Suburbia: It has been a panacea and an expletive. Touted for affordability and maligned for automobile dependence, suburbia is a fact of life in the U.S.
Dollars & Cents
Among these 101 companies, compensation takes many forms — salary, commission, bonus, profit sharing, retirement plans, paid benefits, time off and a list of perks limited only by your imagination.
|TK Constructors superintendent Roger Steppe likes the company-supplied perks — a truck, a monthly gas allowance and a cell phone. “It says to me that I am appreciated.|
Among these 101 companies, compensation takes many forms — salary, commission, bonus, profit sharing, retirement plans, paid benefits, time off and a list of perks limited only by your imagination. What all these firms share, however, is a compensation philosophy: Pay the best and expect the best in return.
At TK Constructors, a Muncie, Ind., on-your-lot builder founded in 1990, compensation helps owner Mark Thurston attract the talent to reach a goal of 600 homes built by 2005. Susan Desmond, TK’s first administrative employee in 1990 and now a vice president, says: “The compensation philosophy is to help people get what they want and know that in doing so the company will automatically receive what it wants.”
To get the satisfied customers and profitable growth it wants, TK counts on a team of 110 full- and part-time employees. To keep this team in place and motivated, the organization relies on several compensation strategies:
For superintendent Roger Steppe, who joined the organization in 2000, TK offers the opportunity to love his job and achieve financial stability. After more than a decade working for other builders and as an independent contractor, Steppe says his current compensation package is “unmatched by other companies in this business. I know that if the company does well, then we all do well. What it says to me as an employee is that I am appreciated. That creates a lot of loyalty from where I’m sitting.”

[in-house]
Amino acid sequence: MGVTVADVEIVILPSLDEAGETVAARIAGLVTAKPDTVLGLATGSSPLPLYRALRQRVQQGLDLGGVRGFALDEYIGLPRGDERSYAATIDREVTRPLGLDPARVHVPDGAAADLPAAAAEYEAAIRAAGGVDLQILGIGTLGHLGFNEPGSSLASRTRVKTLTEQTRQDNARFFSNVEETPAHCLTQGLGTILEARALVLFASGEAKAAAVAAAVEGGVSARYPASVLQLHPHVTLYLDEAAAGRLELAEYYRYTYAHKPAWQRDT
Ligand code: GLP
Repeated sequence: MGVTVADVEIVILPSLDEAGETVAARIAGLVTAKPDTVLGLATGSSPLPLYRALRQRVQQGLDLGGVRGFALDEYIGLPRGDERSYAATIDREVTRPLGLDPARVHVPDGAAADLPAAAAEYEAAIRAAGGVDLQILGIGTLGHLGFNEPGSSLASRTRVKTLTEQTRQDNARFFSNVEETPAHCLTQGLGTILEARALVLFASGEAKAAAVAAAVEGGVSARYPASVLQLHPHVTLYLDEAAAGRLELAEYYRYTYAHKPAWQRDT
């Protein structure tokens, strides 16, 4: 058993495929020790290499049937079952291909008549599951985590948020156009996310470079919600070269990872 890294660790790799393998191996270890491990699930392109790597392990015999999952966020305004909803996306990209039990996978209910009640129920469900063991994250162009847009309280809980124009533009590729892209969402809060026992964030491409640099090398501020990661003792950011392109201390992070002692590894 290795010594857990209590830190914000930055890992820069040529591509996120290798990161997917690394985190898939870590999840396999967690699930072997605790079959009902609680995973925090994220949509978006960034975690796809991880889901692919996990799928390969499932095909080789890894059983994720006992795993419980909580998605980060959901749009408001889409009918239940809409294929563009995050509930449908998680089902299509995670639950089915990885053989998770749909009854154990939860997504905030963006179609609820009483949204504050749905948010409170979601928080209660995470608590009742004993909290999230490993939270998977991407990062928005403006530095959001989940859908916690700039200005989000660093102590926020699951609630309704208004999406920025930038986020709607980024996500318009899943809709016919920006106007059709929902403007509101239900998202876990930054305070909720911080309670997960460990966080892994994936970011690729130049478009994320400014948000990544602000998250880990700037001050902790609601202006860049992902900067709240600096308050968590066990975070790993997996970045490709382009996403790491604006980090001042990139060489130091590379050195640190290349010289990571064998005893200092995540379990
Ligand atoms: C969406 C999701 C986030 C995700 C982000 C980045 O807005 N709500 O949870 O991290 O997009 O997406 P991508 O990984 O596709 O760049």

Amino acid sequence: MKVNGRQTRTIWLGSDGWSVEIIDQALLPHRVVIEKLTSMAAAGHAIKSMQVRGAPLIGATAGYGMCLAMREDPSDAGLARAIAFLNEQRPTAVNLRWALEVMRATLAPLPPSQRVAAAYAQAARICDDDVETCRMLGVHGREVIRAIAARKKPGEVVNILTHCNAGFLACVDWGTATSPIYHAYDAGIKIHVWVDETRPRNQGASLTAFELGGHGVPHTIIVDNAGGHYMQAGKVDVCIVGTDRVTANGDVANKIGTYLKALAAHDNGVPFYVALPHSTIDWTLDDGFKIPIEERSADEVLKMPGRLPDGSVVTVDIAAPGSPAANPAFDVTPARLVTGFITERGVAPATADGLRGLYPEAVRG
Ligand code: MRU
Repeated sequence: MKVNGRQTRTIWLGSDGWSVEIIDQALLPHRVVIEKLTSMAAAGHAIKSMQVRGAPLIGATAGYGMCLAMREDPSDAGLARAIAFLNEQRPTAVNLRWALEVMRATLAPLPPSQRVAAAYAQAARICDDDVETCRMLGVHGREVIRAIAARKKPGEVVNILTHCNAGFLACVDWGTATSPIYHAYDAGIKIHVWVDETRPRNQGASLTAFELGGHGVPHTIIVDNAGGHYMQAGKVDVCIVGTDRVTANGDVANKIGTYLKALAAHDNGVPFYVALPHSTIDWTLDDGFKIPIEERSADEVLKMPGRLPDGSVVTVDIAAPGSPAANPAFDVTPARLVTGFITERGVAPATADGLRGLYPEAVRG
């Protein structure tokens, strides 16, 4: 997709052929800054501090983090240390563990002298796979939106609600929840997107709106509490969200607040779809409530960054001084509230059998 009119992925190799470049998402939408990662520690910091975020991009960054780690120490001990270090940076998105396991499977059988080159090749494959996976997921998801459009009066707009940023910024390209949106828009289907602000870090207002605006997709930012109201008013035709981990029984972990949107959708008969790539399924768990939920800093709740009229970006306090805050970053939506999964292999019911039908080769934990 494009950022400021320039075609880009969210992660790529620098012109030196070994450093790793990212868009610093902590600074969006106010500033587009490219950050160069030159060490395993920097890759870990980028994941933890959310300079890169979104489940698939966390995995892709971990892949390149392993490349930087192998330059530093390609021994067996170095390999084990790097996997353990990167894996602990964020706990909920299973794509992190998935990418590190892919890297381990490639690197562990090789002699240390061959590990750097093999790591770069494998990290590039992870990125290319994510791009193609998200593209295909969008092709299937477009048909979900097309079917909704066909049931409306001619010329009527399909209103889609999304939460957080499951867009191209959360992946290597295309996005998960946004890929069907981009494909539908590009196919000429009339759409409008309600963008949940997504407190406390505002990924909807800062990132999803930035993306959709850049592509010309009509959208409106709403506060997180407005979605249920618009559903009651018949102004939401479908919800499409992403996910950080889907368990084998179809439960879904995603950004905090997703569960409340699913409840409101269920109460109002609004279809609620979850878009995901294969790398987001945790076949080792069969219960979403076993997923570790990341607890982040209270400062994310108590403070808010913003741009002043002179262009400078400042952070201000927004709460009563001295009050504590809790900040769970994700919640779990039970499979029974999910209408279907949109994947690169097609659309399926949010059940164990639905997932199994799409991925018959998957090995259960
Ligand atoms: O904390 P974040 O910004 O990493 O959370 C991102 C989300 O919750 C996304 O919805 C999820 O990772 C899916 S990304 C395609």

Much like TK Constructors, Arlington, Texas-based Choice Homes blends the ideal of hiring the best and expecting the best in return. “We’re all paid well to perform our jobs,” says Sherrill Wallace, sales director in Amarillo, Texas. But where Choice has succeeded in uniting the efforts of its all-stars in a common purpose is through its bonus program. The bonus structure is based on predetermined profit objectives set at the be-ginning of each year. A portion of the profits in excess of those objectives is divided equally among the company’s 375 employees in Texas and Georgia.
“In 2001 every employee averaged a $5,600 bonus,” says Wallace, “because as a group we had an incentive, a goal we could all get behind."